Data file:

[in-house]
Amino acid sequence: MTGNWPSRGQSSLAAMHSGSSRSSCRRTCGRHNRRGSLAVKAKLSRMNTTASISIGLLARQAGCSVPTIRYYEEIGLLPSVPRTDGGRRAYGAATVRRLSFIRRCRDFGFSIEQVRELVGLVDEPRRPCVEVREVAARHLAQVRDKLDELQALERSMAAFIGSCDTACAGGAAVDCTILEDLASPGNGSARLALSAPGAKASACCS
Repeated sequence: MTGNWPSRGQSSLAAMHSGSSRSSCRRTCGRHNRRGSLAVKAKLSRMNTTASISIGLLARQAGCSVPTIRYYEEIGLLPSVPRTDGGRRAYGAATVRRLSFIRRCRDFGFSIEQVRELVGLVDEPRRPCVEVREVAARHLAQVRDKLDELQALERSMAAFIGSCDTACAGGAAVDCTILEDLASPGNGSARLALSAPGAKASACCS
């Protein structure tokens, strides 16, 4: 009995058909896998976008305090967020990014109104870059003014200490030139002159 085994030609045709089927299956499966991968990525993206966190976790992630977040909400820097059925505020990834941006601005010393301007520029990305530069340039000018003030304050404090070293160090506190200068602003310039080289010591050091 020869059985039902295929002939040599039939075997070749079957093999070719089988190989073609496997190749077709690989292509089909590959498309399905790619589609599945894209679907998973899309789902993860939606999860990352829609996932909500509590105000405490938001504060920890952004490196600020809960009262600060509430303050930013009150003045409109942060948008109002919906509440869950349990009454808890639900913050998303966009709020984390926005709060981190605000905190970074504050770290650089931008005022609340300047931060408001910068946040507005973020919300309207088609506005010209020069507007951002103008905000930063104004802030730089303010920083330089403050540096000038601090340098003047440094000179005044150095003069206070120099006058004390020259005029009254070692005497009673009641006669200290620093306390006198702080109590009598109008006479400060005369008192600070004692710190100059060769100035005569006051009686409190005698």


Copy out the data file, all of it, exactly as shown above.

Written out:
[in-house]
Amino acid sequence: MTGNWPSRGQSSLAAMHSGSSRSSCRRTCGRHNRRGSLAVKAKLSRMNTTASISIGLLARQAGCSVPTIRYYEEIGLLPSVPRTDGGRRAYGAATVRRLSFIRRCRDFGFSIEQVRELVGLVDEPRRPCVEVREVAARHLAQVRDKLDELQALERSMAAFIGSCDTACAGGAAVDCTILEDLASPGNGSARLALSAPGAKASACCS
Repeated sequence: MTGNWPSRGQSSLAAMHSGSSRSSCRRTCGRHNRRGSLAVKAKLSRMNTTASISIGLLARQAGCSVPTIRYYEEIGLLPSVPRTDGGRRAYGAATVRRLSFIRRCRDFGFSIEQVRELVGLVDEPRRPCVEVREVAARHLAQVRDKLDELQALERSMAAFIGSCDTACAGGAAVDCTILEDLASPGNGSARLALSAPGAKASACCS
């Protein structure tokens, strides 16, 4: 009995058909896998976008305090967020990014109104870059003014200490030139002159 085994030609045709089927299956499966991968990525993206966190976790992630977040909400820097059925505020990834941006601005010393301007520029990305530069340039000018003030304050404090070293160090506190200068602003310039080289010591050091 020869059985039902295929002939040599039939075997070749079957093999070719089988190989073609496997190749077709690989292509089909590959498309399905790619589609599945894209679907998973899309789902993860939606999860990352829609996932909500509590105000405490938001504060920890952004490196600020809960009262600060509430303050930013009150003045409109942060948008109002919906509440869950349990009454808890639900913050998303966009709020984390926005709060981190605000905190970074504050770290650089931008005022609340300047931060408001910068946040507005973020919300309207088609506005010209020069507007951002103008905000930063104004802030730089303010920083330089403050540096000038601090340098003047440094000179005044150095003069206070120099006058004390020259005029009254070692005497009673009641006669200290620093306390006198702080109590009598109008006479400060005369008192600070004692710190100059060769100035005569006051009686409190005698």